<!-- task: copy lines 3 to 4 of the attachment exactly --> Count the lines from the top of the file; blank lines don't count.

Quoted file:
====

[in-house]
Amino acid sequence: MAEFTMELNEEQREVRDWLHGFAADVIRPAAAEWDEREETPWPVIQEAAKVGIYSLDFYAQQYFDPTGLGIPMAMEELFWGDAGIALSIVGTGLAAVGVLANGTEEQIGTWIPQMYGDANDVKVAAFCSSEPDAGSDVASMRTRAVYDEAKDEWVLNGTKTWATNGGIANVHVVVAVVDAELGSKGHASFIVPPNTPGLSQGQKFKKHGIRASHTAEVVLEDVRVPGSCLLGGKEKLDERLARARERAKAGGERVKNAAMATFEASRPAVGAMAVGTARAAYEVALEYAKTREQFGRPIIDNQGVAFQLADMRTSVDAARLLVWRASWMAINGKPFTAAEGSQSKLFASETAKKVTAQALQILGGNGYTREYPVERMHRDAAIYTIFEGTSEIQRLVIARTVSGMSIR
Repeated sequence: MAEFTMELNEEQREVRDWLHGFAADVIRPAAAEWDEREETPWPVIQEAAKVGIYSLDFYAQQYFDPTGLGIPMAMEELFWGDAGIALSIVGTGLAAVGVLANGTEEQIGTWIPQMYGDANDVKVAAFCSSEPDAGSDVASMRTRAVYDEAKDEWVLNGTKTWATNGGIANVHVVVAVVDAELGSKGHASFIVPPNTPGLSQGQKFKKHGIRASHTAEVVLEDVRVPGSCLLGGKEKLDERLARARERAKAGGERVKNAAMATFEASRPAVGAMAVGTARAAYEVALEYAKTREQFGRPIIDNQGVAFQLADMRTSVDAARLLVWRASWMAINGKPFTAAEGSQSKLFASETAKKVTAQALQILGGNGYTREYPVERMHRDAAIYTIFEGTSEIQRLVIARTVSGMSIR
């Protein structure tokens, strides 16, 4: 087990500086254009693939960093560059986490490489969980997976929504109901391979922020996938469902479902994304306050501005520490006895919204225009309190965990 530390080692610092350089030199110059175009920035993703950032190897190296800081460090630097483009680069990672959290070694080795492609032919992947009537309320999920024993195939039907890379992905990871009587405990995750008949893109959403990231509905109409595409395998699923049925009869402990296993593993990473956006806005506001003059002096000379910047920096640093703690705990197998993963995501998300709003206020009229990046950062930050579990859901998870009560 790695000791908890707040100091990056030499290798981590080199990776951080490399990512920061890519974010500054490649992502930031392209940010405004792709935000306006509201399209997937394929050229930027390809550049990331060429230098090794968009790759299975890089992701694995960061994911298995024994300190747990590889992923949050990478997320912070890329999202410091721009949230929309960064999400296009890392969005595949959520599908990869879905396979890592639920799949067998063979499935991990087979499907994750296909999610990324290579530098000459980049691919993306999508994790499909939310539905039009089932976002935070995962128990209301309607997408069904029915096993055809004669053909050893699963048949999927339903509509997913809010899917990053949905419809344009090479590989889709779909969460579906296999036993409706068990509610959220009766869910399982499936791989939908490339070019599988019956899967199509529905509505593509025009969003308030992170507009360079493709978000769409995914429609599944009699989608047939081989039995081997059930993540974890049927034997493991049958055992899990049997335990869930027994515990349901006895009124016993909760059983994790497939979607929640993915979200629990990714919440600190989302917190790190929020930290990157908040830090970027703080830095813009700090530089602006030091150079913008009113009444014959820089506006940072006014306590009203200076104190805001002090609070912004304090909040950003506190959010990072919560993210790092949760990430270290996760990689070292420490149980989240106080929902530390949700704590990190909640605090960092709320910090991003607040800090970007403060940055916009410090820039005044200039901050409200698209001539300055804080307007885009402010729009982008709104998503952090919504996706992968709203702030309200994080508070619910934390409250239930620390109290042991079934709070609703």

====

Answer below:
Repeated sequence: MAEFTMELNEEQREVRDWLHGFAADVIRPAAAEWDEREETPWPVIQEAAKVGIYSLDFYAQQYFDPTGLGIPMAMEELFWGDAGIALSIVGTGLAAVGVLANGTEEQIGTWIPQMYGDANDVKVAAFCSSEPDAGSDVASMRTRAVYDEAKDEWVLNGTKTWATNGGIANVHVVVAVVDAELGSKGHASFIVPPNTPGLSQGQKFKKHGIRASHTAEVVLEDVRVPGSCLLGGKEKLDERLARARERAKAGGERVKNAAMATFEASRPAVGAMAVGTARAAYEVALEYAKTREQFGRPIIDNQGVAFQLADMRTSVDAARLLVWRASWMAINGKPFTAAEGSQSKLFASETAKKVTAQALQILGGNGYTREYPVERMHRDAAIYTIFEGTSEIQRLVIARTVSGMSIR
């Protein structure tokens, strides 16, 4: 087990500086254009693939960093560059986490490489969980997976929504109901391979922020996938469902479902994304306050501005520490006895919204225009309190965990 530390080692610092350089030199110059175009920035993703950032190897190296800081460090630097483009680069990672959290070694080795492609032919992947009537309320999920024993195939039907890379992905990871009587405990995750008949893109959403990231509905109409595409395998699923049925009869402990296993593993990473956006806005506001003059002096000379910047920096640093703690705990197998993963995501998300709003206020009229990046950062930050579990859901998870009560 790695000791908890707040100091990056030499290798981590080199990776951080490399990512920061890519974010500054490649992502930031392209940010405004792709935000306006509201399209997937394929050229930027390809550049990331060429230098090794968009790759299975890089992701694995960061994911298995024994300190747990590889992923949050990478997320912070890329999202410091721009949230929309960064999400296009890392969005595949959520599908990869879905396979890592639920799949067998063979499935991990087979499907994750296909999610990324290579530098000459980049691919993306999508994790499909939310539905039009089932976002935070995962128990209301309607997408069904029915096993055809004669053909050893699963048949999927339903509509997913809010899917990053949905419809344009090479590989889709779909969460579906296999036993409706068990509610959220009766869910399982499936791989939908490339070019599988019956899967199509529905509505593509025009969003308030992170507009360079493709978000769409995914429609599944009699989608047939081989039995081997059930993540974890049927034997493991049958055992899990049997335990869930027994515990349901006895009124016993909760059983994790497939979607929640993915979200629990990714919440600190989302917190790190929020930290990157908040830090970027703080830095813009700090530089602006030091150079913008009113009444014959820089506006940072006014306590009203200076104190805001002090609070912004304090909040950003506190959010990072919560993210790092949760990430270290996760990689070292420490149980989240106080929902530390949700704590990190909640605090960092709320910090991003607040800090970007403060940055916009410090820039005044200039901050409200698209001539300055804080307007885009402010729009982008709104998503952090919504996706992968709203702030309200994080508070619910934390409250239930620390109290042991079934709070609703």